By releasing a bold and far-ranging plan on Wednesday for eliminating nearly $4 trillion of deficit spending in the coming decade, the co-chairmen of the president’s bipartisan fiscal commission appeared to be trying to jump-start the deliberations of a politically divided panel and rally support on Capitol Hill after an election last week in which voters expressed outrage over excessive government spending and debt.
The massive savings proposals offered by Democrat Erskine Bowles and Republican Alan Simpson touched on virtually every sacred cow in the federal budget, from Social Security and Medicare for the elderly, to mortgage interest deductions and other expensive tax breaks long enjoyed by the middle class, to defense contracting and military operations, to the operation of virtually every governmental department and agency in Washington.
The 75 pages of ambitious plans and strategies, posted on the commission’s website with little fanfare, would trim the annual cost of living for Social Security recipients, gradually boost the retirement age to 69, clamp a three-year freeze on the pay of most federal workers, and impose a 10 percent cut in the federal work force. The Bowles-Simpson plan would also increase the gasoline tax by 15 cents a gallon to fund transportation projects, eliminate the perennial shortfall in Medicare payments to physicians by imposing cost-control measures – and even charge an admission fee at Smithsonian Institution museums in Washington and raise fees at national parks.
“We have a patriotic duty to come together on a plan that will make America better off tomorrow than it is today,” Bowles and Simpson said in their document. “America cannot be great if we go broke. Our economy will not grow and our country will not be able to compete without a plan to get this crushing debt burden off our back.” None of the proposed changes would take effect before 2012 to avoid undermining the slow economic recovery.
“just told working Americans to ‘Drop Dead.’”
But the strategy of abruptly releasing the proposals with little warning may have boomeranged, as House Speaker Nancy Pelosi, D-Calif., dismissed the plan as “simply unacceptable,” and signaled that it was unlikely she would be willing to bring commission recommendations up for a vote in the House before the end of the year.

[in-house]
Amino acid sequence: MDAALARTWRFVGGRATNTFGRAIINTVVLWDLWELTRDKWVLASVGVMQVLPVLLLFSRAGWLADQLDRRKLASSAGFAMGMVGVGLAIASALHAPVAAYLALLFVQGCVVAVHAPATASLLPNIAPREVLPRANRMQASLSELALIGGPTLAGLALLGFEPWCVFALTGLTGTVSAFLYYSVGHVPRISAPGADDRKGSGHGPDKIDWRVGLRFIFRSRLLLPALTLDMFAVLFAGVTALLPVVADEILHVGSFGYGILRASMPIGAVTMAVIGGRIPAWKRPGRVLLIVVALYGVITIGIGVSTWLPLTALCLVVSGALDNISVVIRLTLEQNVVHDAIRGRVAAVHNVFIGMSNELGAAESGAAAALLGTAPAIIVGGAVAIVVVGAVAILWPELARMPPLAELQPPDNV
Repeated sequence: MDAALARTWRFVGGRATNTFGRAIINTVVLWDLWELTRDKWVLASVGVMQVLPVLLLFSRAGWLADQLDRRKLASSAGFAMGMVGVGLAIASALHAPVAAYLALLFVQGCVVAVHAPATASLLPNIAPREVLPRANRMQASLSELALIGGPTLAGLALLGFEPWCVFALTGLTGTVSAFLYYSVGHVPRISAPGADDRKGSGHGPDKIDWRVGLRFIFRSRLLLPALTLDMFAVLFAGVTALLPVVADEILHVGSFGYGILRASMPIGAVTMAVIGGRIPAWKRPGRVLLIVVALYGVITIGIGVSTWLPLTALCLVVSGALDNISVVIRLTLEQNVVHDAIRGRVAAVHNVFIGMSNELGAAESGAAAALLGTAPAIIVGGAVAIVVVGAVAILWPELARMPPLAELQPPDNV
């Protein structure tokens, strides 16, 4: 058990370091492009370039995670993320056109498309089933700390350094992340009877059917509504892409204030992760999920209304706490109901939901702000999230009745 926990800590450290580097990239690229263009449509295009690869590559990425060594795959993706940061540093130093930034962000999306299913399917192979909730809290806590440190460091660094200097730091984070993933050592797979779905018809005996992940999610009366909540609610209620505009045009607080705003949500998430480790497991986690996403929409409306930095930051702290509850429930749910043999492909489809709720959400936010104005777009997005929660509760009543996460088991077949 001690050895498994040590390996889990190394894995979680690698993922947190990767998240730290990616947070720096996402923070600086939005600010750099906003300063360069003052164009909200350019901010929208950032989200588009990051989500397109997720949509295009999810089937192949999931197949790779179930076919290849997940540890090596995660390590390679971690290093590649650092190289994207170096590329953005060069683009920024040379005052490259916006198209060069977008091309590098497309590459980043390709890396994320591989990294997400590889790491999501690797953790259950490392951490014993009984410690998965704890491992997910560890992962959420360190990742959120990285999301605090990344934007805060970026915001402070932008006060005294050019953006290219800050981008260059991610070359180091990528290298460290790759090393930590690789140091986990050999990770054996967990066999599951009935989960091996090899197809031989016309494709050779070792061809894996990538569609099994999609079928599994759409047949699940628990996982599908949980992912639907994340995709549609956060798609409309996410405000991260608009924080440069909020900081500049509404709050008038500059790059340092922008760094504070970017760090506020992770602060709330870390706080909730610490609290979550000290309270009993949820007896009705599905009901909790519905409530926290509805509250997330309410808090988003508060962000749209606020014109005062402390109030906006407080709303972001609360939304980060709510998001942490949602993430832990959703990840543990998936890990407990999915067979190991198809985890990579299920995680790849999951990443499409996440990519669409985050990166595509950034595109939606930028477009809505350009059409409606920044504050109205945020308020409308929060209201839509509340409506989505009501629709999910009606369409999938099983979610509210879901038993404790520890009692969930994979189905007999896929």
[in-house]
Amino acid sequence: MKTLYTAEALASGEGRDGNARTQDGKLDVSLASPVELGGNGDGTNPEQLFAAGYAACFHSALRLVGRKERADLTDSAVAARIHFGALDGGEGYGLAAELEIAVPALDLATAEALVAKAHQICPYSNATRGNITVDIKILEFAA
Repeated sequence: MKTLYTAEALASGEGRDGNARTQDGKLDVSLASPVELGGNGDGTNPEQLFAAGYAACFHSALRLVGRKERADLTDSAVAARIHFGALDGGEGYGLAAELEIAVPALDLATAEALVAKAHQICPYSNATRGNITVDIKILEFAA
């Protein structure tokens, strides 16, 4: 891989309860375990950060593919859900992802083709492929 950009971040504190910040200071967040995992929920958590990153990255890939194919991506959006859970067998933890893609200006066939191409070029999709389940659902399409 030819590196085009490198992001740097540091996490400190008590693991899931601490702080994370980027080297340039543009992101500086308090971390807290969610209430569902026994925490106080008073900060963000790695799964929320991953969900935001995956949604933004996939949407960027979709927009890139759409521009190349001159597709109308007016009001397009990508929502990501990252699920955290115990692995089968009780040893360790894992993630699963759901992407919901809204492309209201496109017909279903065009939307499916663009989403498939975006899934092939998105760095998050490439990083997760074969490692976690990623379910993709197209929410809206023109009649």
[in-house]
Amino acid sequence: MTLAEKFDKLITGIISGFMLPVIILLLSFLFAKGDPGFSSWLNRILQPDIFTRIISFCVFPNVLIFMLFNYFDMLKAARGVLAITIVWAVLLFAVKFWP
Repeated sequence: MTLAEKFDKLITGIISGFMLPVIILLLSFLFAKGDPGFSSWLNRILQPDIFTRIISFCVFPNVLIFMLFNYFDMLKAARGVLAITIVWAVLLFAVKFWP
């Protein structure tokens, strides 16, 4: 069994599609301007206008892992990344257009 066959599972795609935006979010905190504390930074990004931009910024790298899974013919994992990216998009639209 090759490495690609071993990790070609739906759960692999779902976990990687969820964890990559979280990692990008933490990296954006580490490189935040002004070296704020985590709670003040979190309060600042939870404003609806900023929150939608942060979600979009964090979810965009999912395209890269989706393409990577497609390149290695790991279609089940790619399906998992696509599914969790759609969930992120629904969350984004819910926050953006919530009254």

“Any final proposal from the Commission should do what is right for our children’s and grandchildren’s economic security, as well as for our nation’s fiscal security, and it must do what is right for our seniors, who are counting on the bedrock promises of Social Security and Medicare,” said Pelosi, who is in charge of the House until Republicans take control in January. “And it must strengthen America’s middle-class families – under siege for the last decade, and unable to withstand further encroachment on their economic security.”
Pelosi and Senate Majority Leader Harry Reid, D-Nev., had promised Obama to bring to a vote late this year any recommendations emerging from the commission supported by at least 14 of the 18 members. The Bowles-Simpson proposals have been a part of the wish list of budget reformers and deficit hawks for years, but many of them are politically unfeasible and are anathema to the views of senior citizens’ groups, business and labor organizations, defense contractors, government employees, colleges and students, and the health care industry – many of whom issued strong denunciations Wednesday.
AFL-CIO President Richard Trumka declared that Bowles and Simpson “just told working Americans to ‘Drop Dead,’” adding, “Especially in these tough economic times, it is unconscionable to be proposing cuts to the critical economic lifelines for working people, Social Security and Medicare.”
when this is all over, so look us up,” Simpson said.
Barbara B. Kennelly, president of the National Committee to Preserve Social Security & Medicare, complained that the proposal “relies far too heavily on benefit cuts which will hurt millions of Americans,” and that “lowering COLAs, raising the retirement age, and making benefit cuts in Social Security have nothing to do with solving this fiscal crisis.” Bowles and Simpson insisted that the Social Security savings would be dedicated to the solvency of the retirement program, and not reducing the deficits in the overall federal budget.
“We’ll both be in a witness protection program when this is all over, so look us up,” Simpson, a former Wyoming Republican senator, joked with reporters Wednesday. “We’re not asking anybody to vote for this plan – this is a starting point,” added Bowles, a former White House chief of staff during the Clinton administration.
Bowles and Simpson worked quietly with commission staffers during the past month while lawmakers on the panel were back in their home states vigorously campaigning for reelection. A committee source said that the resulting document was originally meant to be circulated among the members when they returned to Washington, but was not intended for public consumption. But at the last moment, Bowles and Simpson decided to make their plan public in order to “get ahead of the message” because “it was going to get leaked anyway,” the source said.